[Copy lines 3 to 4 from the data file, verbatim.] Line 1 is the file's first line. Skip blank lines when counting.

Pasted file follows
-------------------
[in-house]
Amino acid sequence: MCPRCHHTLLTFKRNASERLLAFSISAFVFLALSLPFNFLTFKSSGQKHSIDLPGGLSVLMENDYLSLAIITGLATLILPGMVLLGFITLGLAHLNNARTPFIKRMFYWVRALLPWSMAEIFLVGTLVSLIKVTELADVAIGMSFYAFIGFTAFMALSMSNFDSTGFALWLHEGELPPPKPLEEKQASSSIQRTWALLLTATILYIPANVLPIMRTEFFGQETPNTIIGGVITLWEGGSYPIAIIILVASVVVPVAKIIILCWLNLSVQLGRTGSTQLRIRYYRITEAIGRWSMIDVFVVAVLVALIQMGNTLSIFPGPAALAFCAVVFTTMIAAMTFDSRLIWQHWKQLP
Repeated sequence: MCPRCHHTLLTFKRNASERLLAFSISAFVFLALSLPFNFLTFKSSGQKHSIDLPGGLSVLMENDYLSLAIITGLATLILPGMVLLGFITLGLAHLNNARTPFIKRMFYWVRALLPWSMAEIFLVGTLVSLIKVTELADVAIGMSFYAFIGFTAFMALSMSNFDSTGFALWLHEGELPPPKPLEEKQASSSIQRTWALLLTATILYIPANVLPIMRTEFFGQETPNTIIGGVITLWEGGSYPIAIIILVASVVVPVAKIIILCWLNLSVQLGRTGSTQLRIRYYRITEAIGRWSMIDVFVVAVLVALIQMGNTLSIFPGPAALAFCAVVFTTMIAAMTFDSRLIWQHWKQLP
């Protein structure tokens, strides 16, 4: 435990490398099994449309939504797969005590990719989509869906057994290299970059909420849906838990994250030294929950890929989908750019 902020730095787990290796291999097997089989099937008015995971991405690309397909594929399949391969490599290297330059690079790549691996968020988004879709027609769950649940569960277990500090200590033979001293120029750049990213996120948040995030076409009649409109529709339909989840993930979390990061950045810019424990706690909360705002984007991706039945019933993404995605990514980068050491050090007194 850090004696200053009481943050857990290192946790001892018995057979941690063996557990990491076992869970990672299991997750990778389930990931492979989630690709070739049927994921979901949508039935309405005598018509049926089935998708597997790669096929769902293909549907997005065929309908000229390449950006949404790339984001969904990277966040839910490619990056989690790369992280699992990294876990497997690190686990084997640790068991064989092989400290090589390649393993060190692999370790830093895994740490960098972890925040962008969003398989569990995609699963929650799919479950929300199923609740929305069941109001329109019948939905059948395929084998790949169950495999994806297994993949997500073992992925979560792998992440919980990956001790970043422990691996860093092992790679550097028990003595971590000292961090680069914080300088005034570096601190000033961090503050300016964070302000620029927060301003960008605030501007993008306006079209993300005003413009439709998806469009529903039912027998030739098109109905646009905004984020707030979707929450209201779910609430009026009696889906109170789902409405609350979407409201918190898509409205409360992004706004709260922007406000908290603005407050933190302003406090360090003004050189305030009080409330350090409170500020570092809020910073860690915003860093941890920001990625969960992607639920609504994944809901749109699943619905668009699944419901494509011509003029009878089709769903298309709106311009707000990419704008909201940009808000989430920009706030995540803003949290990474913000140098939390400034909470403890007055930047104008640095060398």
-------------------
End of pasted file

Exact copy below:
Repeated sequence: MCPRCHHTLLTFKRNASERLLAFSISAFVFLALSLPFNFLTFKSSGQKHSIDLPGGLSVLMENDYLSLAIITGLATLILPGMVLLGFITLGLAHLNNARTPFIKRMFYWVRALLPWSMAEIFLVGTLVSLIKVTELADVAIGMSFYAFIGFTAFMALSMSNFDSTGFALWLHEGELPPPKPLEEKQASSSIQRTWALLLTATILYIPANVLPIMRTEFFGQETPNTIIGGVITLWEGGSYPIAIIILVASVVVPVAKIIILCWLNLSVQLGRTGSTQLRIRYYRITEAIGRWSMIDVFVVAVLVALIQMGNTLSIFPGPAALAFCAVVFTTMIAAMTFDSRLIWQHWKQLP
């Protein structure tokens, strides 16, 4: 435990490398099994449309939504797969005590990719989509869906057994290299970059909420849906838990994250030294929950890929989908750019 902020730095787990290796291999097997089989099937008015995971991405690309397909594929399949391969490599290297330059690079790549691996968020988004879709027609769950649940569960277990500090200590033979001293120029750049990213996120948040995030076409009649409109529709339909989840993930979390990061950045810019424990706690909360705002984007991706039945019933993404995605990514980068050491050090007194 850090004696200053009481943050857990290192946790001892018995057979941690063996557990990491076992869970990672299991997750990778389930990931492979989630690709070739049927994921979901949508039935309405005598018509049926089935998708597997790669096929769902293909549907997005065929309908000229390449950006949404790339984001969904990277966040839910490619990056989690790369992280699992990294876990497997690190686990084997640790068991064989092989400290090589390649393993060190692999370790830093895994740490960098972890925040962008969003398989569990995609699963929650799919479950929300199923609740929305069941109001329109019948939905059948395929084998790949169950495999994806297994993949997500073992992925979560792998992440919980990956001790970043422990691996860093092992790679550097028990003595971590000292961090680069914080300088005034570096601190000033961090503050300016964070302000620029927060301003960008605030501007993008306006079209993300005003413009439709998806469009529903039912027998030739098109109905646009905004984020707030979707929450209201779910609430009026009696889906109170789902409405609350979407409201918190898509409205409360992004706004709260922007406000908290603005407050933190302003406090360090003004050189305030009080409330350090409170500020570092809020910073860690915003860093941890920001990625969960992607639920609504994944809901749109699943619905668009699944419901494509011509003029009878089709769903298309709106311009707000990419704008909201940009808000989430920009706030995540803003949290990474913000140098939390400034909470403890007055930047104008640095060398």